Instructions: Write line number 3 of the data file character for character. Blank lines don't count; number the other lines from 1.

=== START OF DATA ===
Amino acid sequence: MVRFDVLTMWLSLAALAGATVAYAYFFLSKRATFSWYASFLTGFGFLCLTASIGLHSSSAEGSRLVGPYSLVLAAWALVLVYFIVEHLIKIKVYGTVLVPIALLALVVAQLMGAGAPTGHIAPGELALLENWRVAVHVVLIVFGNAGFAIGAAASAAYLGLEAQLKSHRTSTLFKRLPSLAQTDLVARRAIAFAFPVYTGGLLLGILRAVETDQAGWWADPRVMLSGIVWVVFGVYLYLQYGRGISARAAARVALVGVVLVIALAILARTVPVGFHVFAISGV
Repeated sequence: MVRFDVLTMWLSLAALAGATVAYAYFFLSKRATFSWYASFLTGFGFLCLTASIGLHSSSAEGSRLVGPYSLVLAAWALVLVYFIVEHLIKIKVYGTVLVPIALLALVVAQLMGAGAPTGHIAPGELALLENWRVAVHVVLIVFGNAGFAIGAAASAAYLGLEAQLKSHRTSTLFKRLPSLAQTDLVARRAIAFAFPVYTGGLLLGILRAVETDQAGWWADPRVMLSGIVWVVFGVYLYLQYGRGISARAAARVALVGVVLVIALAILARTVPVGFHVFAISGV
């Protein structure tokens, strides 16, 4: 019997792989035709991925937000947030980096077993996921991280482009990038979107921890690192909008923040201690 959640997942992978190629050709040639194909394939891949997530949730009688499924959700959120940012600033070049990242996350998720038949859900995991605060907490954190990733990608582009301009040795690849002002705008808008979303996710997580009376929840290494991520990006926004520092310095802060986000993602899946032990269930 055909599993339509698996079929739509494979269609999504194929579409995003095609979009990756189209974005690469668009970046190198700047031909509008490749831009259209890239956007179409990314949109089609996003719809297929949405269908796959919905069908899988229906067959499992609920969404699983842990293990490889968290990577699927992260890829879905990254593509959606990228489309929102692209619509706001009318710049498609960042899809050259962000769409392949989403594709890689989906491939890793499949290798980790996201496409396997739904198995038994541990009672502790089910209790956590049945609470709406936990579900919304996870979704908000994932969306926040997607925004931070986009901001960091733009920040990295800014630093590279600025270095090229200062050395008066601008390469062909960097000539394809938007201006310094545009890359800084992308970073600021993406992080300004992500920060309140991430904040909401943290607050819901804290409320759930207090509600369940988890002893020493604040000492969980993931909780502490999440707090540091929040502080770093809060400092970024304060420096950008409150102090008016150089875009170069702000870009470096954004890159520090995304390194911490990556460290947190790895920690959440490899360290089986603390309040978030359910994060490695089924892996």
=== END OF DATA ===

């Protein structure tokens, strides 16, 4: 019997792989035709991925937000947030980096077993996921991280482009990038979107921890690192909008923040201690 959640997942992978190629050709040639194909394939891949997530949730009688499924959700959120940012600033070049990242996350998720038949859900995991605060907490954190990733990608582009301009040795690849002002705008808008979303996710997580009376929840290494991520990006926004520092310095802060986000993602899946032990269930 055909599993339509698996079929739509494979269609999504194929579409995003095609979009990756189209974005690469668009970046190198700047031909509008490749831009259209890239956007179409990314949109089609996003719809297929949405269908796959919905069908899988229906067959499992609920969404699983842990293990490889968290990577699927992260890829879905990254593509959606990228489309929102692209619509706001009318710049498609960042899809050259962000769409392949989403594709890689989906491939890793499949290798980790996201496409396997739904198995038994541990009672502790089910209790956590049945609470709406936990579900919304996870979704908000994932969306926040997607925004931070986009901001960091733009920040990295800014630093590279600025270095090229200062050395008066601008390469062909960097000539394809938007201006310094545009890359800084992308970073600021993406992080300004992500920060309140991430904040909401943290607050819901804290409320759930207090509600369940988890002893020493604040000492969980993931909780502490999440707090540091929040502080770093809060400092970024304060420096950008409150102090008016150089875009170069702000870009470096954004890159520090995304390194911490990556460290947190790895920690959440490899360290089986603390309040978030359910994060490695089924892996």